How to Teach the Concept of Time to Young Children with Autism
Publicado em 10 de novembro de 2014
Fall is in full swing and that means a change in season for many of us. It also means changing of the clock and seeing it get dark earlier. It’s a time of transition, something that can be difficult for young children with Autism, leading to challenging behaviors and inconsistent comprehension of time. This can negatively impact on their ability to comprehend time, and understand the need to act in a way that shows an understanding ofWe, not just Me.
Fall is one of the best times to work on what it means to be a We, while teaching the concepts of time! The combination of fluctuating weather and shorter days enables parents/providers to get creative with lessons and teachable moments. We can use use real time play activities outdoors and indoor tech-based activities to facilitate these three specific skills needed for overall behavior management and social communication development:
1. Causality Comprehension: “If…Then” Contingent
2. Time sequenced movements: physical and verbal/conversational
3. Sequencing a narrative/story and/or procedure: before/during/after or first/middle/last
There’s never been a better time to foster these skills using “whole body” learning experiences integrating toys and tech.
Teaching the Concept of Time
Here are 7 suggested activities to teach the concept of time passing, using household items and taking digital photos for later recall and discussion:
- Raking leaves together outside and jumping in the pile, safely and under supervision!
- Going on an outdoor scavenger hunt with a pre-made list and bucket. Don’t forget to take group and solo pictures to create a story booklet later!
- Creating a leaf rubbing, colorful leaf collage, or other related arts and crafts projects and showing it off to the rest of the family, near and far using Email or FaceTime/Skype.
- Baking cookies or muffins, which are bite sized delights that lend themselves to all kinds of repetitious language activities involving Me/We!
- Taking a trip to the library and picking out story books that have a clearly delineated beginning/middle/end, and reviewing the sequence and target vocabulary.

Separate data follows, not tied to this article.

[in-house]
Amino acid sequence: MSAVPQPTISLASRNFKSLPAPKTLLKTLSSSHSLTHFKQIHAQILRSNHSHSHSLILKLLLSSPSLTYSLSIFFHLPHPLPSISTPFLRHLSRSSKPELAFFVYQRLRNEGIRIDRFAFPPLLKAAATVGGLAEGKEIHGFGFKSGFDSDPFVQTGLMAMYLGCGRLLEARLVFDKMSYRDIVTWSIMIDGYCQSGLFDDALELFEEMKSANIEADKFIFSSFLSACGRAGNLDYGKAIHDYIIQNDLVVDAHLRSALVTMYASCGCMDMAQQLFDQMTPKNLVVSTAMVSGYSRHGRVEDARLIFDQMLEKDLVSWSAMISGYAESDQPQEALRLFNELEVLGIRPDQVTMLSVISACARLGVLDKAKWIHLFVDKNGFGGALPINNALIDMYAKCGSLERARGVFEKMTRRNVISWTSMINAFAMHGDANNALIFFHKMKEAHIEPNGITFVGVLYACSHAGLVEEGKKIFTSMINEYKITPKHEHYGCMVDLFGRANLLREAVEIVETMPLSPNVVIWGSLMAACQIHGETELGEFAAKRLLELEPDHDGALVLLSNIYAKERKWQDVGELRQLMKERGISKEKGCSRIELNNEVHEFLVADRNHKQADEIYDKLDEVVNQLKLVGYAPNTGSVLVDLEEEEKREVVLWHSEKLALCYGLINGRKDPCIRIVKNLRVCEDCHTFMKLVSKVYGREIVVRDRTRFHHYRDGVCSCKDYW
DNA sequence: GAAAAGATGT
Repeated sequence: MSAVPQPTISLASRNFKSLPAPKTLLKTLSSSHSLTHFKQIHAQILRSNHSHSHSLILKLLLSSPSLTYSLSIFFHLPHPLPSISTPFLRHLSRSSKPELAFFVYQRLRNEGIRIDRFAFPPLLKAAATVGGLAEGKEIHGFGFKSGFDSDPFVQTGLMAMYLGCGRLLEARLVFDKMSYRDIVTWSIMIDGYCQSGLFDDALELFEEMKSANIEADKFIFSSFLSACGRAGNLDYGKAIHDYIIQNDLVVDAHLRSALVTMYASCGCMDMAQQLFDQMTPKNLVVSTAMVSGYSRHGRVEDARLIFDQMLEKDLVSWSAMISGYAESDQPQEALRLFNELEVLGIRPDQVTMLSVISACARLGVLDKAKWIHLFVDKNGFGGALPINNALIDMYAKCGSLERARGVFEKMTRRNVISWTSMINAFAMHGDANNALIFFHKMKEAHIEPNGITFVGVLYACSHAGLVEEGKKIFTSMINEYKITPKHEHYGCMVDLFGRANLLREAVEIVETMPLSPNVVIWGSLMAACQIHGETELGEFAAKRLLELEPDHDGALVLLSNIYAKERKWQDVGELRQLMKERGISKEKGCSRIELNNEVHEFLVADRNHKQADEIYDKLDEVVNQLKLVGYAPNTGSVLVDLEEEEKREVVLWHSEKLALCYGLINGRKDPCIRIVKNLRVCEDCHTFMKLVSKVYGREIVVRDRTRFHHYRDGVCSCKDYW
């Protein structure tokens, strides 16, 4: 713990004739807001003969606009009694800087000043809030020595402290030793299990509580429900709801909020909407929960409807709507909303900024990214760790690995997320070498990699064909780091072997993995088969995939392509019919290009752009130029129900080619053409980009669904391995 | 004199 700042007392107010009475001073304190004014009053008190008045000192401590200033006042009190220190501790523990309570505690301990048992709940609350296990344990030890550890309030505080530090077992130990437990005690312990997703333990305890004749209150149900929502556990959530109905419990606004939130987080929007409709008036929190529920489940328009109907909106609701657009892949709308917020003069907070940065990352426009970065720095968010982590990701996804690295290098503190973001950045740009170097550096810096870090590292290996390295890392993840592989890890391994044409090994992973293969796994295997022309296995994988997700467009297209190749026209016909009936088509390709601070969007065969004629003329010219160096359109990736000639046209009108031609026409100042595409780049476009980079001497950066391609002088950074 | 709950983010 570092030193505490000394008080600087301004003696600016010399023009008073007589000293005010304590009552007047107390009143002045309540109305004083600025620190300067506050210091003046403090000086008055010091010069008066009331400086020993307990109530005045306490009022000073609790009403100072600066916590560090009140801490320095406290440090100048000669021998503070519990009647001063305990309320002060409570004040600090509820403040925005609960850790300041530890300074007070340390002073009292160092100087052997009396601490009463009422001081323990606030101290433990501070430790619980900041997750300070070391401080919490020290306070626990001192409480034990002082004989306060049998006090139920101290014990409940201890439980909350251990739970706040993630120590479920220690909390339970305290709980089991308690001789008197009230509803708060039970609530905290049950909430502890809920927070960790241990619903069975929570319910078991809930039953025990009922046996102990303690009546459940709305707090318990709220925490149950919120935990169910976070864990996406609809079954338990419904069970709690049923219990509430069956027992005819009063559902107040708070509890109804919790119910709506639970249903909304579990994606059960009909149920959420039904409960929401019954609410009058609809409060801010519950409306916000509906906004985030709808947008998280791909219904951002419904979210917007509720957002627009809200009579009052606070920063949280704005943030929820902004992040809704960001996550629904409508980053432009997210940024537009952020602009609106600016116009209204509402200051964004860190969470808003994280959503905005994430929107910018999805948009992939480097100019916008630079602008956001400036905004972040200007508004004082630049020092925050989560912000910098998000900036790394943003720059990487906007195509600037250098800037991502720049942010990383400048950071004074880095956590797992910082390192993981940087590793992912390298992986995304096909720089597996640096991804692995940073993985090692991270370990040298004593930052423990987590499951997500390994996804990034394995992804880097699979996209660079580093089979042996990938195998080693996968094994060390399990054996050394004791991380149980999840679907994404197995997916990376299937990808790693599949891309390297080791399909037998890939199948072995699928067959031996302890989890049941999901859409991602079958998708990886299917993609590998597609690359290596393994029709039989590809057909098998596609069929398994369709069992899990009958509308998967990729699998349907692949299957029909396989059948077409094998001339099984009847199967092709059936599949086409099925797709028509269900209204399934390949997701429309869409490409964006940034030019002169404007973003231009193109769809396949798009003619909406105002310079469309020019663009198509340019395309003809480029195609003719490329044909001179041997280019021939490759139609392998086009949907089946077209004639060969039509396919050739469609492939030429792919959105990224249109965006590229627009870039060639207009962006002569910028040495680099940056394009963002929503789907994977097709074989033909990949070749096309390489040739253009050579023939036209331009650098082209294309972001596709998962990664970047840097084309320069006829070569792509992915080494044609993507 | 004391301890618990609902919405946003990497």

- Watching a video together and stopping it at regular intervals to review and discuss the order of events and the “why?” of the outcomes.
- Using specific smartphone apps to practice target vocabulary re: time, and give the child the singular experience of doing something structured yet fun, that has a built in “timer” that intuitively teaches Causality, time sequenced movement, and sequencing all rolled into one!
These iPad Apps are on my current radar to teach time:
- Peekaboo Barn
- Zoo Sounds
- Balls by iotic
- Marcus’ Discoveries HD
- Knock Knock Family
- Paint Sparkles Draw
- Music Sparkles
- Storybots® Tap & Sing
- Make a Scene: Farmyard
- Toca Tea Party
- Toy Repair Workshop
- Talking Train
- Strip Designer
- Drawing with Carl
- Making Sequences, Advanced Making Sequences, and Advanced Video Sequences by Zorten,
- Speech with Milo: Sequencing
- Sequencing Post Office
- Video Sequencing by PandaPal
- Trixie and Jinx Book
- Art Maker
Young children with Autism need to outgrow situation specific, splintered learning, so that they can be better oriented to time and place. It begins with comprehending the concept of time passing, which is the key to understanding Causality. Causality involves predictions of outcomes. Predictions that one makes based on an emotional action or physical action another makes, in his/her environment.
The only way to see this action is to “live in the moment” and learn about the passage of time. This impacts a child’s attempts to later learn the rules i.e. the schedule of the day, make inferences about it, and fit in with the group and group etiquette, even when it’s necessary to adjust and deviate from “the script”.
Isn’t that what transitioning from Me to We is all about?
Coordenador de Tecnologia da Informação da A&R